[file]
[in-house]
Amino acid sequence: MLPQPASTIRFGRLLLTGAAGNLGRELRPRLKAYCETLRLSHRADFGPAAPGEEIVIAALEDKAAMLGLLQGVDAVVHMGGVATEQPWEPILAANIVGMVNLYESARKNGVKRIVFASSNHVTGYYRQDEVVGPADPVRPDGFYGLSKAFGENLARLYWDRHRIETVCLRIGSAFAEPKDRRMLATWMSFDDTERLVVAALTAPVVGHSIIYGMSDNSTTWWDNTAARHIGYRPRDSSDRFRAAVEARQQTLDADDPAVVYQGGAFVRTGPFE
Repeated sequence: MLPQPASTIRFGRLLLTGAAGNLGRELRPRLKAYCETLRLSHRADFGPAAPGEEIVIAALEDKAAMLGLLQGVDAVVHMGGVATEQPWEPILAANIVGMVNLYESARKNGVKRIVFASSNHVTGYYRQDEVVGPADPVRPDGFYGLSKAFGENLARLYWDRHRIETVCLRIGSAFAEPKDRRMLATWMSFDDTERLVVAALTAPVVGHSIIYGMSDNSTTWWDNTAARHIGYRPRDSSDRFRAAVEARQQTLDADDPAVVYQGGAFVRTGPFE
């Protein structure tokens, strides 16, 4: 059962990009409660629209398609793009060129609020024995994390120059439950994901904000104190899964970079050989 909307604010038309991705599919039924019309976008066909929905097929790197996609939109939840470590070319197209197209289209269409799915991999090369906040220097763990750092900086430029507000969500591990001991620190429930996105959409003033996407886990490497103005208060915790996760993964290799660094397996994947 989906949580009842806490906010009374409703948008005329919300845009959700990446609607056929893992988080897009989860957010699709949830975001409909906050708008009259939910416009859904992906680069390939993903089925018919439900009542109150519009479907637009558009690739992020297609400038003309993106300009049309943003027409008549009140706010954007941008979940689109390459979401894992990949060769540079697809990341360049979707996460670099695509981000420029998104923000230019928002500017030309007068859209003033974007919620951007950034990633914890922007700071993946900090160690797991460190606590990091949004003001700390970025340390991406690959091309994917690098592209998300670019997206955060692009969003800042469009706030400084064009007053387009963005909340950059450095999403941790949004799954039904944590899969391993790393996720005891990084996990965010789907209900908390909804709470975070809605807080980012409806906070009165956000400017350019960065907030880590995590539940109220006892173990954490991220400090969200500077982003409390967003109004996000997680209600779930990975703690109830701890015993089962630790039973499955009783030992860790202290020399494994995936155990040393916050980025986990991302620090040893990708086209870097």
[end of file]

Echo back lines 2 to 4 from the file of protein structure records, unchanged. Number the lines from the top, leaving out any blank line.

Amino acid sequence: MLPQPASTIRFGRLLLTGAAGNLGRELRPRLKAYCETLRLSHRADFGPAAPGEEIVIAALEDKAAMLGLLQGVDAVVHMGGVATEQPWEPILAANIVGMVNLYESARKNGVKRIVFASSNHVTGYYRQDEVVGPADPVRPDGFYGLSKAFGENLARLYWDRHRIETVCLRIGSAFAEPKDRRMLATWMSFDDTERLVVAALTAPVVGHSIIYGMSDNSTTWWDNTAARHIGYRPRDSSDRFRAAVEARQQTLDADDPAVVYQGGAFVRTGPFE
Repeated sequence: MLPQPASTIRFGRLLLTGAAGNLGRELRPRLKAYCETLRLSHRADFGPAAPGEEIVIAALEDKAAMLGLLQGVDAVVHMGGVATEQPWEPILAANIVGMVNLYESARKNGVKRIVFASSNHVTGYYRQDEVVGPADPVRPDGFYGLSKAFGENLARLYWDRHRIETVCLRIGSAFAEPKDRRMLATWMSFDDTERLVVAALTAPVVGHSIIYGMSDNSTTWWDNTAARHIGYRPRDSSDRFRAAVEARQQTLDADDPAVVYQGGAFVRTGPFE
């Protein structure tokens, strides 16, 4: 059962990009409660629209398609793009060129609020024995994390120059439950994901904000104190899964970079050989 909307604010038309991705599919039924019309976008066909929905097929790197996609939109939840470590070319197209197209289209269409799915991999090369906040220097763990750092900086430029507000969500591990001991620190429930996105959409003033996407886990490497103005208060915790996760993964290799660094397996994947 989906949580009842806490906010009374409703948008005329919300845009959700990446609607056929893992988080897009989860957010699709949830975001409909906050708008009259939910416009859904992906680069390939993903089925018919439900009542109150519009479907637009558009690739992020297609400038003309993106300009049309943003027409008549009140706010954007941008979940689109390459979401894992990949060769540079697809990341360049979707996460670099695509981000420029998104923000230019928002500017030309007068859209003033974007919620951007950034990633914890922007700071993946900090160690797991460190606590990091949004003001700390970025340390991406690959091309994917690098592209998300670019997206955060692009969003800042469009706030400084064009007053387009963005909340950059450095999403941790949004799954039904944590899969391993790393996720005891990084996990965010789907209900908390909804709470975070809605807080980012409806906070009165956000400017350019960065907030880590995590539940109220006892173990954490991220400090969200500077982003409390967003109004996000997680209600779930990975703690109830701890015993089962630790039973499955009783030992860790202290020399494994995936155990040393916050980025986990991302620090040893990708086209870097």